This year has seen two major changes related to card payments- first was the recurring payments framework which came into effect from October 1st, and now upcoming is the restriction on card data storage. Tokenisation was a suggested solution here, but an issue was that existing tokenisation norms, issued in 2019, only permitted device-based tokenisation (as seen in mobile apps like GPay, etc.). The permission for card-on-file tokenization (‘CoFT’), which came in September this year, was thus a very welcome development, allowing an industry-wide solution to the card data storage issue. The entire payments ecosystem, including card networks, merchants, payment aggregators (‘PAs’), banks and so on have thus been working on implementing this since then, to ensure a smoother transition by the implementation of the new norms by June 30th 2022.
What is tokenisation and why is it being implemented?
The restriction on storing card numbers was first introduced for merchants and PAs by the RBI PA norms in March 2020. The latest CoFT norms clarified that not only merchants and PAs but any players playing a role in the payments chain, apart from issuers, i.e., banks and card networks, can no longer store the actual card data.
Tokenisation as a solution here essentially replaces sensitive card information, i.e., the 16 digit card number, card expiry date and CVV with a unique and randomly generated ‘token’, a token expiry, and a cryptogram respectively. The token will be unique for the card number, token requestor (this can be the merchant/PA for eg.) and the merchant. Only card networks and issuers (banks) can act as a ‘token service provider’, i.e., the entity generating the token. The token itself comes with an expiry date, similar to the card expiry date; this may be 6 months to 3 years, as decided by the issuer. Lastly, for a given token based transaction, a cryptogram is generated with an expiry period (usually 24 hours), preventing the token from being reused post the cryptogram’s expiry, thus mimicking a dynamic CVV and adding an additional layer of security.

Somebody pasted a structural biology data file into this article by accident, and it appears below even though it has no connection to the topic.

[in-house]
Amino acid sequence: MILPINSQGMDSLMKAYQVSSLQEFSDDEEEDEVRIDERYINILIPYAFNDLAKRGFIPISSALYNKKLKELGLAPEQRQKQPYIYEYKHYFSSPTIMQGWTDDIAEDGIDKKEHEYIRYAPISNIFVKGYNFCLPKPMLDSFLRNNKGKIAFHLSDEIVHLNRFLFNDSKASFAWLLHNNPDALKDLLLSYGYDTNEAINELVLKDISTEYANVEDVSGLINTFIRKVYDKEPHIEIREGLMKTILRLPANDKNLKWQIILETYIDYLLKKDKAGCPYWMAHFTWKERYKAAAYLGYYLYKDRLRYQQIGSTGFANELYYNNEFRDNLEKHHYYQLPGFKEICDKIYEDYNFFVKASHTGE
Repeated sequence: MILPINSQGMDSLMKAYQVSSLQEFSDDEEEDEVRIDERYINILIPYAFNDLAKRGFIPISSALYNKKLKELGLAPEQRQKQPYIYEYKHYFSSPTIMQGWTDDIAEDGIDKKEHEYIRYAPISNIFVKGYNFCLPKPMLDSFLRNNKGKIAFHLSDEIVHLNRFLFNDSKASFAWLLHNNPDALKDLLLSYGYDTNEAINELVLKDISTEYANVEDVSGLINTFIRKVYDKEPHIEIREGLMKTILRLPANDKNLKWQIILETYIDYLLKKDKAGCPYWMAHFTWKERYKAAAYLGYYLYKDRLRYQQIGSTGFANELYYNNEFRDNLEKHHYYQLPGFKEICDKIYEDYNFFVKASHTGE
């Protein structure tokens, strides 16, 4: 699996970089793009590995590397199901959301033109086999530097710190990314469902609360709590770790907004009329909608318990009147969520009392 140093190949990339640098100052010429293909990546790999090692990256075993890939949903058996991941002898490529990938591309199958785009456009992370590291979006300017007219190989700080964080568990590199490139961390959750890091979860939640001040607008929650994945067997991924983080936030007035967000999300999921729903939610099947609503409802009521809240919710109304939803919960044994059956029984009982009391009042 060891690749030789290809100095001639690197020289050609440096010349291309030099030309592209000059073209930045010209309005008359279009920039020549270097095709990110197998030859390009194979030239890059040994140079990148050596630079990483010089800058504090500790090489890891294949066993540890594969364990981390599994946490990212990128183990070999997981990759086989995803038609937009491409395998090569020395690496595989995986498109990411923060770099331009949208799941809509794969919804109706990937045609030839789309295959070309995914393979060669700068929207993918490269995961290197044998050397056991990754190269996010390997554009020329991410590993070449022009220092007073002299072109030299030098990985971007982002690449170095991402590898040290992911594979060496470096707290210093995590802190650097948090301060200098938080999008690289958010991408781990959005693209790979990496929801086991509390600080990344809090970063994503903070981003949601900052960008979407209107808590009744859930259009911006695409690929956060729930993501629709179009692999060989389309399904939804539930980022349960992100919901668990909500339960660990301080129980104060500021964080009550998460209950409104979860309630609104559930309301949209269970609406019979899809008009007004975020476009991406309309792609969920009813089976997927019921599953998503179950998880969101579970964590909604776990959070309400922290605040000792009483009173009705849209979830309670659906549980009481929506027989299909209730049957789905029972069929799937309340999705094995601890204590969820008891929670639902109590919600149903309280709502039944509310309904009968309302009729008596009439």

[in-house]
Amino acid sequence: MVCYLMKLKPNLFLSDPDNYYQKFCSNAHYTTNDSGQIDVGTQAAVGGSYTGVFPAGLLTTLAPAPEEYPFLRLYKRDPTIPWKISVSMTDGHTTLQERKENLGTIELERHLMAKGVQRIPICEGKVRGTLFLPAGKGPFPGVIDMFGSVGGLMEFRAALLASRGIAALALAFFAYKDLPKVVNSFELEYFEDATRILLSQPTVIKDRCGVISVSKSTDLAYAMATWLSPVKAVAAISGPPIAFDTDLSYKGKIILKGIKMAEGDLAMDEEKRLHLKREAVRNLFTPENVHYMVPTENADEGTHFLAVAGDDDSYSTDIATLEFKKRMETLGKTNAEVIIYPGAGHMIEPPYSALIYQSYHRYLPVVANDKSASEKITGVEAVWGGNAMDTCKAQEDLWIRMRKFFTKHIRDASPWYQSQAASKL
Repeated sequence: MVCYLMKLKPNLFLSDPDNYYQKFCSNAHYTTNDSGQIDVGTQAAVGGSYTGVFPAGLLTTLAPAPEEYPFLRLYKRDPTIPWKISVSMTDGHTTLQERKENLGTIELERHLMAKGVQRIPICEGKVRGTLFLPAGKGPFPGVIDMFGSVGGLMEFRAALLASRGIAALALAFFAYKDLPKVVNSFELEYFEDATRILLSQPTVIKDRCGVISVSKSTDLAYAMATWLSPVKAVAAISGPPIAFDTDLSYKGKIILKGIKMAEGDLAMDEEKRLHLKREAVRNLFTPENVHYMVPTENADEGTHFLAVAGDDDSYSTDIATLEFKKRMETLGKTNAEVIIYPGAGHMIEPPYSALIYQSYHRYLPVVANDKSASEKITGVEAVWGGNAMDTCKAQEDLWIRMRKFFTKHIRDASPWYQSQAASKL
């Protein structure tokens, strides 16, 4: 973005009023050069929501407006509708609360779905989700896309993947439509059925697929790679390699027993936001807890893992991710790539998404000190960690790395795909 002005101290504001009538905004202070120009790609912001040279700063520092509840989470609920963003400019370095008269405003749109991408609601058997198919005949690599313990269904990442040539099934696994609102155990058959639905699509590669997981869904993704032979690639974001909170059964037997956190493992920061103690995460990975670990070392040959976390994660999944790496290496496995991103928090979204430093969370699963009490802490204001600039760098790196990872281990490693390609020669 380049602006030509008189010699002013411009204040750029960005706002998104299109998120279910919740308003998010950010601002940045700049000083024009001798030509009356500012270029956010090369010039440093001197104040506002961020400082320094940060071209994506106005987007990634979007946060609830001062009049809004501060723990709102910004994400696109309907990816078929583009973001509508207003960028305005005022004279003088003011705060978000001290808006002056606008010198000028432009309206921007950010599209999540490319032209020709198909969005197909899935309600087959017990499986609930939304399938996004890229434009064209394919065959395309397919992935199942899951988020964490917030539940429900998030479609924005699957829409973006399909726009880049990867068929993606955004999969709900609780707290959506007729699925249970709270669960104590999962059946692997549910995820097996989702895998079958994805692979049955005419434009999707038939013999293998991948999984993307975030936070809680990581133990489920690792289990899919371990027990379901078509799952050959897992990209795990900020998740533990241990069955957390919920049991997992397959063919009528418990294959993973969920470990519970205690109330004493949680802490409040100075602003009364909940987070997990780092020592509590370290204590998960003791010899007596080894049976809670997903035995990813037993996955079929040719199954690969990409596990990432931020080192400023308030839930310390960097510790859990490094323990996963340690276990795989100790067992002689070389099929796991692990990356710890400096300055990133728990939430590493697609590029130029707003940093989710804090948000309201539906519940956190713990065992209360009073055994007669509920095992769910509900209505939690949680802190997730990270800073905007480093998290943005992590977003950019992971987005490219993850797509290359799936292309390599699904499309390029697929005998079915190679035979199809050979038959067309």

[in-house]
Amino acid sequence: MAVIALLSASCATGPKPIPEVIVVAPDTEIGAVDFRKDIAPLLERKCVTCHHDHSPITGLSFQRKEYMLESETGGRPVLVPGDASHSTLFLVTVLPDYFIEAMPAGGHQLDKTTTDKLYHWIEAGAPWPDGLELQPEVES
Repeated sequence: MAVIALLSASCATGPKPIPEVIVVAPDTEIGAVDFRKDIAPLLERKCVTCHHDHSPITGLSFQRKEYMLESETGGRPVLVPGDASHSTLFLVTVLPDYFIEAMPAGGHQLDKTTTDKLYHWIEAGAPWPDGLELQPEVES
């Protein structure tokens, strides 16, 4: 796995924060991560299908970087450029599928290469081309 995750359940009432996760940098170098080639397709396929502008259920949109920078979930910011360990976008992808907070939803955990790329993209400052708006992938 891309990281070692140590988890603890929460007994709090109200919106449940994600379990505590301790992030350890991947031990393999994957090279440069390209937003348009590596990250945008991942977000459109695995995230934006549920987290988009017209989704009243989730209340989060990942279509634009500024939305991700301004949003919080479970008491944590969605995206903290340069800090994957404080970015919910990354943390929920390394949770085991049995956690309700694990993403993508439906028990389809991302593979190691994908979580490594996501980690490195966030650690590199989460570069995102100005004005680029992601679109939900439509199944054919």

The reviewed payment flow using a token instead of card data will now look something like this:
Impact on related flows and finding solutions
The move is thus extremely customer friendly from a data security perspective, restricting both the circulation of actual card data in the ecosystem and the misuse of the token itself. The cryptogram for example, being transaction specific, prevents reuse of the token for a different transaction. In case of a breach moreover the token will also be traceable, to the merchant/token requestor that the token is unique to. Additionally, customer consent is required prior to tokenising the card data, which is taken via a tick box followed by an AFA that is normally combined with the transaction AFA.